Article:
IF you’re familiar with The Pioneer Woman — whether through her blog, cookbooks or her Food Network cooking show — you’re probably aware that she opened The Mercantile last fall in Pawhuska.
The small town located in the heart of Osage County, west of Bartlesville and an hour’s drive north of downtown Tulsa, has experienced a nonstop surge of visitors hoping to get a snapshot with Ree Drummond, known to her fans as The Pioneer Woman. She coined the term from a blog she started years ago chronicling her adventures of living and raising a family on a ranch in Oklahoma.
When Drummond and her husband, Ladd, purchased the historic Osage Mercantile in 2012, there were ideas floating around from the get-go about what to do with the space, but it was slow to start.
“It was my husband’s idea,” Drummond reminisced to the Tulsa World about purchasing the building. “I said, ‘What? You want to do what?’ I hadn’t taken a second look at it. He knew it was something special, and once I got inside, I knew it, too.”
Over the course of four years, the project started with a general store in mind then grew to include more. The first phases of the project included the Drummond Ranch offices, where the day-to-day operations are handled and other family professionals hold offices. At another point, the second floor of the Osage Mercantile was used as a special events venue for private parties while construction continued on the lower level, where the original concept for the general store would be located.
In 2016, construction sped up from a crawl to a sprint, and The Mercantile celebrated its grand opening on Halloween. Travelers came from all over the country to be a part of the opening, to dine at the restaurant, to shop at the general store and to get their cookbooks or other merchandise signed by Drummond.
Though The Mercantile continues to welcome hundreds or thousands of visitors each day; they don’t take a tally of how many people come through the door. The goal is to make sure visitors, many of whom have traveled long distances, have a fun and positive experience, Drummond said.
Despite the long lines to get into the deli and, some days, to get into the general store, guests don’t seem to mind waiting, as long as they can experience Drummond’s project. The deli includes many of the Pioneer Woman’s favorite recipes, including biscuits and gravy, hearty lasagna, chicken enchiladas and chicken-fried steak, and the upstairs bakery has everything you’ll need to satisfy any sweet tooth.
For many of the guests, the visit to The Merc starts with a meal at the deli and then a leisurely stroll through the general store, which boasts a selection of kitchenware, home decor, gifts and other items curated by Drummond and her team.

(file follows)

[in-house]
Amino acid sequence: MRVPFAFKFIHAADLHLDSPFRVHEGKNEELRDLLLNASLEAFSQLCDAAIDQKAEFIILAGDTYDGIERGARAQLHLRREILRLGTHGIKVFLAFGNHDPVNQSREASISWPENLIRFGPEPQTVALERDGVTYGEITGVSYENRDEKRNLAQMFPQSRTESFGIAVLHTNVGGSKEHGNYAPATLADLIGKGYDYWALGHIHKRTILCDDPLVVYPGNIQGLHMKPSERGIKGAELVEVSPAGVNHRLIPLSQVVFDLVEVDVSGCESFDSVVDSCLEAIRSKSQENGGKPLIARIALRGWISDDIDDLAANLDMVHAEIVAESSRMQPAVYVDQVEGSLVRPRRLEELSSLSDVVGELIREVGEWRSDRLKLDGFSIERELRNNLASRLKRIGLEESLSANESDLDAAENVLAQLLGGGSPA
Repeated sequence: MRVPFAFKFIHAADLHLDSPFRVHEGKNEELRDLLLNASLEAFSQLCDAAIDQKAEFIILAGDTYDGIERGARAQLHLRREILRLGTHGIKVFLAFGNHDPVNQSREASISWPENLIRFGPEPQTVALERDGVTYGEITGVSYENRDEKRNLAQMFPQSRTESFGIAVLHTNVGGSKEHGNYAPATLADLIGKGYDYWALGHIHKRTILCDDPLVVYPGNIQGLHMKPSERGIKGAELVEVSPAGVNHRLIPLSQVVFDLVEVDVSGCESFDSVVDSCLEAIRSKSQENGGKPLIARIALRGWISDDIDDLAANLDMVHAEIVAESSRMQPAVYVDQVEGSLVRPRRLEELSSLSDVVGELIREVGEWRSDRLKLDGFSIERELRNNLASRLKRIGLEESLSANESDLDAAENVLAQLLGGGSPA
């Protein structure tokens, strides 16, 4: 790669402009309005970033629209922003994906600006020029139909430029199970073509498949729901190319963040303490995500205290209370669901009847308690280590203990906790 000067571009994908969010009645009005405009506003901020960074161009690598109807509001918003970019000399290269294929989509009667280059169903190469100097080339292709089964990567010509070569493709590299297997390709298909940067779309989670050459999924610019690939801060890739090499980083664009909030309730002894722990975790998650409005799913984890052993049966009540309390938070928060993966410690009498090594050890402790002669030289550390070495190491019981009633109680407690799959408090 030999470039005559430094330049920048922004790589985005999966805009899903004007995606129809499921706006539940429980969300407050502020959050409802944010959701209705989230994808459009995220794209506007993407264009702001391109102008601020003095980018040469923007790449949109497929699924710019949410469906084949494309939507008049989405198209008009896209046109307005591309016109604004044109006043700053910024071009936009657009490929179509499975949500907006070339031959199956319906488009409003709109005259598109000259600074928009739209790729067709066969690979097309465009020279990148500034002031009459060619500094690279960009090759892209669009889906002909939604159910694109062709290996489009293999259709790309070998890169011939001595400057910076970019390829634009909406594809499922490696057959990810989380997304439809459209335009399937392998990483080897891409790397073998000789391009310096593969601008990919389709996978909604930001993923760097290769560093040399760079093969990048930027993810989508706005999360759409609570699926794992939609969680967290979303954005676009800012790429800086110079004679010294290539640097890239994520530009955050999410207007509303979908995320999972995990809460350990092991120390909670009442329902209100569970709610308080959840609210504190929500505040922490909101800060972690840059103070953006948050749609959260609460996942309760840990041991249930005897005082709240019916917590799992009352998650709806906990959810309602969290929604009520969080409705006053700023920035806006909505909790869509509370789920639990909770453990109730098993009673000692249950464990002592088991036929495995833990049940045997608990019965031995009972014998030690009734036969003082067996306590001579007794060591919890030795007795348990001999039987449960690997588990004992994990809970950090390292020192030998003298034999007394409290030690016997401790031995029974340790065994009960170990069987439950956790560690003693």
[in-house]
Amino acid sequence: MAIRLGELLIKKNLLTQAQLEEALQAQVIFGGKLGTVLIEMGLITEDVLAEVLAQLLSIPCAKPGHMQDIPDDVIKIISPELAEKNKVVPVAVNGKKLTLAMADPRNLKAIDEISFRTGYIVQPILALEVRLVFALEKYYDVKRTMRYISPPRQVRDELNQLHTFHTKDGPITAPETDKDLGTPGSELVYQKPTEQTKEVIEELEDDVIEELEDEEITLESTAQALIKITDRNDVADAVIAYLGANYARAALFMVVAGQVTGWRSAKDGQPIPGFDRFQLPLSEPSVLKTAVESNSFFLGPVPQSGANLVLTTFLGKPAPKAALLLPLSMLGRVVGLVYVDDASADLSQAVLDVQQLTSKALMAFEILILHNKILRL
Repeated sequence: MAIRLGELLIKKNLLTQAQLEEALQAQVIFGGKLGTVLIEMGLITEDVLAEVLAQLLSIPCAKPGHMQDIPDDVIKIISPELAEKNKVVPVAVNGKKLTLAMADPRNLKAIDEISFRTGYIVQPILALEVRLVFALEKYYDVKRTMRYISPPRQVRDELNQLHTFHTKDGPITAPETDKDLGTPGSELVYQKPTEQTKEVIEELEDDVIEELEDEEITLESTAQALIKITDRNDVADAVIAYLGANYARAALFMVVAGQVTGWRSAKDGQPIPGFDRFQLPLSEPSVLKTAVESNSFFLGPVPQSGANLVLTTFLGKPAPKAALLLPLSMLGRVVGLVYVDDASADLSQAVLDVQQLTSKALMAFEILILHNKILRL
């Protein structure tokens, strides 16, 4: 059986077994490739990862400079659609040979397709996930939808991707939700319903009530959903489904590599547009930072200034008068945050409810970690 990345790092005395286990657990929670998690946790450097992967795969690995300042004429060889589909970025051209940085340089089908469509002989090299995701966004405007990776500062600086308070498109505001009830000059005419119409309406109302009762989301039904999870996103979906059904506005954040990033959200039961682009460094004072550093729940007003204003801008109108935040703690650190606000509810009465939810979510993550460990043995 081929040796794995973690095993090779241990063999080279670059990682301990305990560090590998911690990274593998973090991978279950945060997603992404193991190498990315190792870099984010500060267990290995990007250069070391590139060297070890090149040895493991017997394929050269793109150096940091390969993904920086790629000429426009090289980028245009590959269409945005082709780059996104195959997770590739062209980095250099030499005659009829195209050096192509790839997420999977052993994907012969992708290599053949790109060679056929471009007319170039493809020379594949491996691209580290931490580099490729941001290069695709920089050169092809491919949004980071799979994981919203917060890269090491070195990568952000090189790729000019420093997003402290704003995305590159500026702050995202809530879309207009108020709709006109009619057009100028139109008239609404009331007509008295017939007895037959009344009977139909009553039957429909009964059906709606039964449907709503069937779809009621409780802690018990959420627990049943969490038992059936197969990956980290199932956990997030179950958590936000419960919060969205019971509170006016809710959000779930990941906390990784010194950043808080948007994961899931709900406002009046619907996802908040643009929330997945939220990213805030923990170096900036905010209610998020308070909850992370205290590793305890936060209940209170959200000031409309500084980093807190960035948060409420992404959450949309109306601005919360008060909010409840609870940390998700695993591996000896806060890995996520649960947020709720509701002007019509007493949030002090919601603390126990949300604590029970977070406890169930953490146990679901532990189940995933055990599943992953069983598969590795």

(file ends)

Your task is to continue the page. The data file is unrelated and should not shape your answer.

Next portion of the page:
While The Mercantile also features an online store, there’s nothing quite like seeing it in person and seeing the new selection on the shelves.
“We’re getting new things in regularly and will continue adding new items through the summer. It’s been so interesting to see which items customers are most drawn to,” she said. “The Marie Antoinette salt and pepper set, for instance — who would have thought?”
The popular set features a bust of Marie Antoinette that comes apart at the neck to reveal the two separate shakers. And if you’re not a big fan of cooking, there’s also clothing, accessories, jewelry and even items for the men, including tools, bottle openers and metal Stanley thermoses.
Once visitors are done taking in The Merc, Joni Nash, executive director of the Pawhuska Chamber of Commerce, encourages people to spend more time exploring the town.
“The one thing I hear all the time from visitors is, ‘I wish I had planned more time in Pawhuska,’ ” she said.
The small chamber, which operates out of the first home built in Pawhuska in 1872, receives about a dozen calls a day from people planning their visit. They’re often looking for accommodations, dining options and attractions, she said.
Topping Nash’s list of things to see while visiting are the Tallgrass Prairie Reserve, Woolaroc and the town’s landmark Swinging Bridge.
“It’s just three blocks south of The Mercantile,” she said about the bridge built in 1926.
“There’s so much to see in this town.”
Aside from the scenic views of Green Country from the top of the Pawhuska Courthouse stairs, there’s also the Cathedral of the Osage that features stunning stained-glass windows made with the Pope’s approval in Germany before the start of World War I and the Osage Museum that showcases cultural and historical artifacts and artwork.
As The Merc nears its one-year anniversary, Drummond still finds it hard to believe how quickly time has flown.
“I really feel we are hitting our stride. As with any new business — and between the deli, the bakery and the store, it felt like we were launching three businesses at once — the first three months or so is all about tweaking, refining and working out the kinks. It feels so nice to be at a point where we don’t feel like total beginners at everything,” Drummond wrote in a recent email.
Nary a day has passed when there aren’t customers sitting in the deli or carrying a wire shopping basket around the general store filled with souvenirs and gifts to mark the special trip. The bakery upstairs is often a welcome relief for travelers looking for a chance to sit down and enjoy a sweet treat with coffee before heading to their next destination.
Drummond is happy to announce they’re serving up pie — whole or by the slice — starting with pecan and chocolate. But she said there will likely be more added to the menu and bakery throughout summer.
If you plan the trip to Pawhuska for The Mercantile, you might get a chance to see The Pioneer Woman in person.
“I plan to be at the Merc regularly through the summer; I pop in for an hour or two whenever I can,” she said.
You can bet she’ll be signing cookbooks and posing for photos with her biggest fans.